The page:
Plastics News correspondent Roger Renstrom gathered these items at the Society of the Plastics Industry Inc.'s Molders Division and Western Region joint conference, March 11-13 in Las Vegas.
AMBA leader urges political activity
The American Mold Builders Association's new president is encouraging members of the Society of the Plastics Industry Inc. to be politically active.
``We want a level playing field for mold making,'' Scott Harris said. ``We don't think [steel] tariffs are the answer.''
He suggested investment tax credits for training and new equipment. ``For the most part, they don't exist now,'' said Harris, who in early March began a two-year term as AMBA president.
Roselle, Ill.-based AMBA has 430 members in 33 states. The association hopes to present its case to the U.S. International Trade Commission during hearings that start May 21. Under a congressional directive, the ITA is investigating unfair global competition in tool building. AMBA and others are surveying the industry on the subject.
Harris is president and owner of Harris Precision Mold Inc. of Tempe, Ariz. He founded the firm, which employs 25, in 1991.
SPI tightens belt, builds new revenue
Even as SPI is tightening its belt, President Donald Duncan said he is encouraged by the recent drawing for NPE 2003 exhibitor space.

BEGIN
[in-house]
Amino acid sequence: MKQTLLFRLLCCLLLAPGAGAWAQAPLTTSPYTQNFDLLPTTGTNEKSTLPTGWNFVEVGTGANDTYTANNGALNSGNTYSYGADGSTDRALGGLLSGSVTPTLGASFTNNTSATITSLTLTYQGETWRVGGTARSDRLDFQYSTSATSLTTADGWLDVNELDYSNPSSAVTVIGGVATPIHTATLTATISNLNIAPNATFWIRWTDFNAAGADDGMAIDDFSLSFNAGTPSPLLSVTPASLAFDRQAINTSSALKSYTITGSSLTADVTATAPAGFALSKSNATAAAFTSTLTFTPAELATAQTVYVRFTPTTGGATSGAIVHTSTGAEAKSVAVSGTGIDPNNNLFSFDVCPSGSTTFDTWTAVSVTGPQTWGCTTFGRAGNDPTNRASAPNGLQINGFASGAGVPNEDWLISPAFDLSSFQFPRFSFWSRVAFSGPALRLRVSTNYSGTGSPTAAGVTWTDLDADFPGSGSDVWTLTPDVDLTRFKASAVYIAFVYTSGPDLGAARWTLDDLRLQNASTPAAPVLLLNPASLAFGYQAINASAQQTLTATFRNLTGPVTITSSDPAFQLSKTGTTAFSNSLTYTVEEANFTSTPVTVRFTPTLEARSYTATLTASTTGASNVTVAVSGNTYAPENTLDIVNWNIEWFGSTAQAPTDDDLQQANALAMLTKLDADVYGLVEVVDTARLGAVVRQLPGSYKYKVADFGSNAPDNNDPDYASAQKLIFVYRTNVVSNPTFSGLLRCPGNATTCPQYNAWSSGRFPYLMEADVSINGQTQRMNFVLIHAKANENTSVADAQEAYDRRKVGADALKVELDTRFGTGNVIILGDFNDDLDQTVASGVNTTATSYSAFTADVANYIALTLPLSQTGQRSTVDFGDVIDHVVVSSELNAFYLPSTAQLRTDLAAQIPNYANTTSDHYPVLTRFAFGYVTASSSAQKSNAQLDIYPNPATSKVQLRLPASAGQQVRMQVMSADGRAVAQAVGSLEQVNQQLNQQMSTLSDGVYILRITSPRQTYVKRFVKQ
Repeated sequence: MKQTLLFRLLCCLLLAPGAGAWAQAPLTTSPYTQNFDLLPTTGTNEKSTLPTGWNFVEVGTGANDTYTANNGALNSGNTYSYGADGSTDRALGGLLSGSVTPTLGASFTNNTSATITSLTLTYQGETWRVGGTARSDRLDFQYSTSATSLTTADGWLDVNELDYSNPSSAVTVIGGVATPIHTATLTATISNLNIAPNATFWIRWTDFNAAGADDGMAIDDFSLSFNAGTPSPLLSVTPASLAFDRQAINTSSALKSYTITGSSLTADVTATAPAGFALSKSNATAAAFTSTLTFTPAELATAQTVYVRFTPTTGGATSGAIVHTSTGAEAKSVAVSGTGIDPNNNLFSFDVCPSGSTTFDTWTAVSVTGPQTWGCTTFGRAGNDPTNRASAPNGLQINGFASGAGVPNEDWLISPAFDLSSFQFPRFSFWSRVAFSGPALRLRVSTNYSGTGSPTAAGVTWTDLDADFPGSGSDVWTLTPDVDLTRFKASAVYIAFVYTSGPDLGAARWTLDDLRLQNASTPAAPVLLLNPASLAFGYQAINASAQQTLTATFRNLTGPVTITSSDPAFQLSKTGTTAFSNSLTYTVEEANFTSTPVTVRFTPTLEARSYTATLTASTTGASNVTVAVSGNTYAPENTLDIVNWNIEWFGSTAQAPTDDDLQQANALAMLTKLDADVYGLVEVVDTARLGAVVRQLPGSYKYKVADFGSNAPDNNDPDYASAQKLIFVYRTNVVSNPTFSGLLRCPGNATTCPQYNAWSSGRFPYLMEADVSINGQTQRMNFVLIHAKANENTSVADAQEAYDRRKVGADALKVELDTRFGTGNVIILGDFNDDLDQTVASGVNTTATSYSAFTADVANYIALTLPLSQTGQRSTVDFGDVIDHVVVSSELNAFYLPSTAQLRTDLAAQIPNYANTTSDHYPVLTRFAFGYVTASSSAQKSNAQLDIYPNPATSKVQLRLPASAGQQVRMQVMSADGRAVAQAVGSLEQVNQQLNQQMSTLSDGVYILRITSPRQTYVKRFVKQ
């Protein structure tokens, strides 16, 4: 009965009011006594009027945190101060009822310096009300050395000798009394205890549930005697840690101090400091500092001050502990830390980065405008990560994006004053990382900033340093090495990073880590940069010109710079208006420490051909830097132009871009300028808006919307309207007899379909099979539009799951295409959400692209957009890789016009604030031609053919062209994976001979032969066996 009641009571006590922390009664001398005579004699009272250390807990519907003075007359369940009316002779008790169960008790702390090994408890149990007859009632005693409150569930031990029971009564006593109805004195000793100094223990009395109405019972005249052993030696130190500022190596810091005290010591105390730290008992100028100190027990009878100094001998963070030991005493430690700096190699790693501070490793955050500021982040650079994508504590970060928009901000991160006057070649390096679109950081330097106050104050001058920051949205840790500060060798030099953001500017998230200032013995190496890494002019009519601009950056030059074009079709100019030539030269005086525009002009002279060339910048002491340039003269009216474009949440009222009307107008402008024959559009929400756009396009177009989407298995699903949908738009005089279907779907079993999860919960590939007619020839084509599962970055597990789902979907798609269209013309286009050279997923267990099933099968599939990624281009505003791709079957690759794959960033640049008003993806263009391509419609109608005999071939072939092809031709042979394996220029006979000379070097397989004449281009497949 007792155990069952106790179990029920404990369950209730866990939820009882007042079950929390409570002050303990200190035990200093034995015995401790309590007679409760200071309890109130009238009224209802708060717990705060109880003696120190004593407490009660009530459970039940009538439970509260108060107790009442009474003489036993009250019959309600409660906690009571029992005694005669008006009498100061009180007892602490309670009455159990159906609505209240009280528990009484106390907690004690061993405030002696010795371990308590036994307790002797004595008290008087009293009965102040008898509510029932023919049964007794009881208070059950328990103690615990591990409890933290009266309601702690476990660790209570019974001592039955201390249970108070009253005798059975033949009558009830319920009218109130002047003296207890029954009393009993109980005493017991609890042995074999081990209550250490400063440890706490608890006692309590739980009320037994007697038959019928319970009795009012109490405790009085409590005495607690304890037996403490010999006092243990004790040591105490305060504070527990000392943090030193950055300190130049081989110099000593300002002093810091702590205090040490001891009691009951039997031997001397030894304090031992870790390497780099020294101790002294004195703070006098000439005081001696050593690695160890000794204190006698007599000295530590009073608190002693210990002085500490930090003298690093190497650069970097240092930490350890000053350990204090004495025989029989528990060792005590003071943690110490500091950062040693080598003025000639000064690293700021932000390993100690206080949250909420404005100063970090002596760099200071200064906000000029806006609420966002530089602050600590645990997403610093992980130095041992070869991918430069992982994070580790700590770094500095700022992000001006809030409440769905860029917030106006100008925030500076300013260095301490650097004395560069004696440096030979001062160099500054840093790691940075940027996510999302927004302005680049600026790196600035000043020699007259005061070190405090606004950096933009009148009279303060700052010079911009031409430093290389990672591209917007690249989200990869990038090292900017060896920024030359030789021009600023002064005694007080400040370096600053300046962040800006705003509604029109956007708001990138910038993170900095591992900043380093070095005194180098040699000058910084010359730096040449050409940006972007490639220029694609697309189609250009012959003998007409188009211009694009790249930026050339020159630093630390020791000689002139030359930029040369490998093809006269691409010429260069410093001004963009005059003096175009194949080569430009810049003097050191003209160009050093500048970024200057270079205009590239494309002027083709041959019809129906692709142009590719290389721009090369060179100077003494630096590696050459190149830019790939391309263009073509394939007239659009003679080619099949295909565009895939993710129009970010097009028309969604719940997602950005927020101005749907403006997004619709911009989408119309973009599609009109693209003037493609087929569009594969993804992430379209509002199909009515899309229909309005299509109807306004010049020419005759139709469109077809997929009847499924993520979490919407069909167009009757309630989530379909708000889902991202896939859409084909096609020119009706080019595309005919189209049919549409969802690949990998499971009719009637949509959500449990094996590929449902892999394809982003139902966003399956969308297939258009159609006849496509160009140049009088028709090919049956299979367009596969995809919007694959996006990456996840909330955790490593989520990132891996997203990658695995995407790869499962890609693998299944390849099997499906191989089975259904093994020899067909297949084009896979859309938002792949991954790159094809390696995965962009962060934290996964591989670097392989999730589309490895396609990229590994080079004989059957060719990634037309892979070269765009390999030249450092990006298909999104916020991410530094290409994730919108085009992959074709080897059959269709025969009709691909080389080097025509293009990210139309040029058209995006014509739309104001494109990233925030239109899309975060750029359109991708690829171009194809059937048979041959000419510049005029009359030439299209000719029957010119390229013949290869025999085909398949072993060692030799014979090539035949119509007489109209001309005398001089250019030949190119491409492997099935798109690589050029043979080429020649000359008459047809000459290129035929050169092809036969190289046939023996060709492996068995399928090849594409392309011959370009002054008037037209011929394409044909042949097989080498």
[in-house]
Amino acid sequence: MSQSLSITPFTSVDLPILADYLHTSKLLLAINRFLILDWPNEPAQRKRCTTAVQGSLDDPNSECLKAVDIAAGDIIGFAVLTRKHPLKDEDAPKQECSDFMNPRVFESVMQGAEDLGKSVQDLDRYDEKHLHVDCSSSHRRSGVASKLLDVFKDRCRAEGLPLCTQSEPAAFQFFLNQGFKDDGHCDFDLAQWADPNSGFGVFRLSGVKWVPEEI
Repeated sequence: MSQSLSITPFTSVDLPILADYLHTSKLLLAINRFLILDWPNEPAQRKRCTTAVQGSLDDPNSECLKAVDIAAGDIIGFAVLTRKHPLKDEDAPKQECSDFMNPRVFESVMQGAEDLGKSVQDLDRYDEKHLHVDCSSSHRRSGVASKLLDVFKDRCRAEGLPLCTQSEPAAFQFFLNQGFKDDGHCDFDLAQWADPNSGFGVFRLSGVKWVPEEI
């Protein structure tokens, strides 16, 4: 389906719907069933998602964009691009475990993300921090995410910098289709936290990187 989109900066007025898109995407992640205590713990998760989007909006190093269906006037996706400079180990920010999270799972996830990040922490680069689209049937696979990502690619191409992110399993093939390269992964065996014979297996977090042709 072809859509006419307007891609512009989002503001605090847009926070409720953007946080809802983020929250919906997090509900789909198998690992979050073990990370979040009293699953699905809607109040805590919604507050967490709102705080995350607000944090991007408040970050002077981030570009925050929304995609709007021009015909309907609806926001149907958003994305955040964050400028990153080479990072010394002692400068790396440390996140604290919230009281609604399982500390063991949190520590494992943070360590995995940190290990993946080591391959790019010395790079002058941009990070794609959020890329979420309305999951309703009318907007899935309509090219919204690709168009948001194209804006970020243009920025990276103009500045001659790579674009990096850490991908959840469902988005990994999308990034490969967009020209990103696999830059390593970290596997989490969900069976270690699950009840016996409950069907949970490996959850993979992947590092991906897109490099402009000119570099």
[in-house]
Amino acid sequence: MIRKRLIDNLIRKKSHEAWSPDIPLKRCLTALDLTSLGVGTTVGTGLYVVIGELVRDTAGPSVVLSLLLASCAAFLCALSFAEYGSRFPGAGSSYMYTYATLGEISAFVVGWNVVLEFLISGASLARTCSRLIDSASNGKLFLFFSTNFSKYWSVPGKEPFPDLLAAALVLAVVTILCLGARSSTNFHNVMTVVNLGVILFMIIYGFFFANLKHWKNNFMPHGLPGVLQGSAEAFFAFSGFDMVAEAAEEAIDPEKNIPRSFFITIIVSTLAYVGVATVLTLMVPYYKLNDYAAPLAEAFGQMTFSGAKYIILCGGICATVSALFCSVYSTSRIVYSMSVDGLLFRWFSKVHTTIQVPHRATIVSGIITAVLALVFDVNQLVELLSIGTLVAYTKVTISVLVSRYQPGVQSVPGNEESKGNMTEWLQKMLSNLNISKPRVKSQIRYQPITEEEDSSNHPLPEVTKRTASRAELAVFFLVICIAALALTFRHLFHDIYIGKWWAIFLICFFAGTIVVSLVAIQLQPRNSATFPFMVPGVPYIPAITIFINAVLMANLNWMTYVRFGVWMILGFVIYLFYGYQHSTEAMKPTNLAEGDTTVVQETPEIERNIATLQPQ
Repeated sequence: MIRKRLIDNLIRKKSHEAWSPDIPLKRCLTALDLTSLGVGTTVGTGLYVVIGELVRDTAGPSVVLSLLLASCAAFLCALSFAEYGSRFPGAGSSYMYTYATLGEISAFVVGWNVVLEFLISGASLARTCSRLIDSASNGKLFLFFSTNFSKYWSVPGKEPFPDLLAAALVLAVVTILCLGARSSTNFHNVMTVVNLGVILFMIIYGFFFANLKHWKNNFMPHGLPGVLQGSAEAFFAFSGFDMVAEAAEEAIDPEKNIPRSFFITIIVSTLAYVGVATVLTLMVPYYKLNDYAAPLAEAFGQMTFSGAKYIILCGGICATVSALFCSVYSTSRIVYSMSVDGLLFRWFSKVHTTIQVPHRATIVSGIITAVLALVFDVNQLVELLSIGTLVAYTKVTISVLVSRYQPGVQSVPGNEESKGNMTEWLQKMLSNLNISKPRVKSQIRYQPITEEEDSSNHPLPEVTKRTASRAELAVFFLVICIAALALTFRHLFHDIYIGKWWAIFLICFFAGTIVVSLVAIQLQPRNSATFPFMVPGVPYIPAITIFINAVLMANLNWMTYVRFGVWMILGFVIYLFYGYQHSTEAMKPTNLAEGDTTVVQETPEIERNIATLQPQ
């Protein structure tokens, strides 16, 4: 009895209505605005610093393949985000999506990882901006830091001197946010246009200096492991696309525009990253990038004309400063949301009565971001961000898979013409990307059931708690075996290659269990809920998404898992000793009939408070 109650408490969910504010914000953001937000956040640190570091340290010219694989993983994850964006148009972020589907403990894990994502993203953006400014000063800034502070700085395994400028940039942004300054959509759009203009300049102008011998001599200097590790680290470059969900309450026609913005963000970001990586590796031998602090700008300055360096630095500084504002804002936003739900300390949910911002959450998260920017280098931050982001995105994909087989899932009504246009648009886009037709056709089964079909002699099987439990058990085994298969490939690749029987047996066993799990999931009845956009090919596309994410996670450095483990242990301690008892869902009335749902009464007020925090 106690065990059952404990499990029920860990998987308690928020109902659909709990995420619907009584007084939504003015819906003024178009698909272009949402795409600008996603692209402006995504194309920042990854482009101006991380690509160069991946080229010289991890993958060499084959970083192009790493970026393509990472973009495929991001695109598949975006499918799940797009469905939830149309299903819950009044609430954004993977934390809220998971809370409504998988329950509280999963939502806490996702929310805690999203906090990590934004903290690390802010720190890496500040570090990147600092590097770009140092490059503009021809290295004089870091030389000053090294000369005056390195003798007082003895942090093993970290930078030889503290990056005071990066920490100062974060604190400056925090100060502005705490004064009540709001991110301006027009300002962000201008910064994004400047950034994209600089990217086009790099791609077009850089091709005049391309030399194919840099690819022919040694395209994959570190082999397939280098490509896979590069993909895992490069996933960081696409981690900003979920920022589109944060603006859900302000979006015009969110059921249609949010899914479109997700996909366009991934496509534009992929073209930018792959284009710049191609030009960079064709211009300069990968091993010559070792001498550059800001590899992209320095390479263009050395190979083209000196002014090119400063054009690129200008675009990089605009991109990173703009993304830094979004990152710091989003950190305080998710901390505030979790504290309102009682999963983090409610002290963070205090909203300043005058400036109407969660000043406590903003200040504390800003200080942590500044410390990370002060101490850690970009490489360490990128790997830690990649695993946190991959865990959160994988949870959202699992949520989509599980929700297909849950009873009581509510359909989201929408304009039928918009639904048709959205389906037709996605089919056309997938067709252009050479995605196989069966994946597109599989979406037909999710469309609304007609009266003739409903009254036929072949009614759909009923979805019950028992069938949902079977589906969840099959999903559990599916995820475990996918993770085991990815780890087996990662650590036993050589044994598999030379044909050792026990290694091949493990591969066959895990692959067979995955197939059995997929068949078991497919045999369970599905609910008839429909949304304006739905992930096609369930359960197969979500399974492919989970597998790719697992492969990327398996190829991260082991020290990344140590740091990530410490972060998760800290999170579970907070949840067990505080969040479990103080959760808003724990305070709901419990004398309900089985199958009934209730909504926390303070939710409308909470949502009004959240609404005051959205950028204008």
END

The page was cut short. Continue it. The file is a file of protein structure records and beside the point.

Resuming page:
``Business is starting to look better,'' he said. It's ``the best news I've heard in 18 months.''
In new financial controls, SPI will hold executive board meetings twice a year at a per-meeting expense of $10,000-$15,000, vs. the previous practice of three meetings at $50,000-$60,000 each. New revenue streams include the SPI TaxSaver Program in conjunction with the Property Tax Advisory Group Inc., e-commerce initiatives and the Plastics Learning Network.
SPI has a 2002 goal to add $1 million in membership revenue, Duncan said. SPI gained 130 members in 2001, but two large consolidations cost more money than the new members added.
Also, he said, Washington-based SPI is trying to reduce consultant expenses by about 80 percent and do more work in-house.
Calif. plastics PAC banks $60 grand
Political action committee Plastics California has ``more than $60,000 in the bank to give this year [but] not much to think about'' in terms of targeted races in the fall general election, said David Jolly, a board member of Plastics California and a San Diego-based regional manager of government affairs for Dart Container Corp.
In the current election cycle under newly created legislative districts, Plastics California has contributed to 14 candidates: seven Democrats and seven Republicans. The only loser has been Republican Richard Dickerson of Redding in the fourth Senate district.
The Sacramento, Calif.-based PAC also contributed to the California Republican Party and two successful primary candidates, Republican Tom McClintock of Thousand Oaks for state controller and Democrat Jack O'Connell of San Luis Obispo for state superintendent of schools.